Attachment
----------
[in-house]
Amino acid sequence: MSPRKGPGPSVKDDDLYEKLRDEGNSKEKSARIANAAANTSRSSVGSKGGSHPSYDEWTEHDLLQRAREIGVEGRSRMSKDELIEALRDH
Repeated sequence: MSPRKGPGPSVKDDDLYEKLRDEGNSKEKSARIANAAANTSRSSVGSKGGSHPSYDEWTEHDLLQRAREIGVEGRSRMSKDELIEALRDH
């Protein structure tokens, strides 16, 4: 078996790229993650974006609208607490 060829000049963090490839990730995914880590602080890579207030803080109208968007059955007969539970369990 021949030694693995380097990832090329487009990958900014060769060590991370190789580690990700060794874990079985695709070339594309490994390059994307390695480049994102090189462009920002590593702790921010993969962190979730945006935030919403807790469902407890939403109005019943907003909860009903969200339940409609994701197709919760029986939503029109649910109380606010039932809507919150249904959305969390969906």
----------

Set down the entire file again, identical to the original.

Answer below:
[in-house]
Amino acid sequence: MSPRKGPGPSVKDDDLYEKLRDEGNSKEKSARIANAAANTSRSSVGSKGGSHPSYDEWTEHDLLQRAREIGVEGRSRMSKDELIEALRDH
Repeated sequence: MSPRKGPGPSVKDDDLYEKLRDEGNSKEKSARIANAAANTSRSSVGSKGGSHPSYDEWTEHDLLQRAREIGVEGRSRMSKDELIEALRDH
């Protein structure tokens, strides 16, 4: 078996790229993650974006609208607490 060829000049963090490839990730995914880590602080890579207030803080109208968007059955007969539970369990 021949030694693995380097990832090329487009990958900014060769060590991370190789580690990700060794874990079985695709070339594309490994390059994307390695480049994102090189462009920002590593702790921010993969962190979730945006935030919403807790469902407890939403109005019943907003909860009903969200339940409609994701197709919760029986939503029109649910109380606010039932809507919150249904959305969390969906």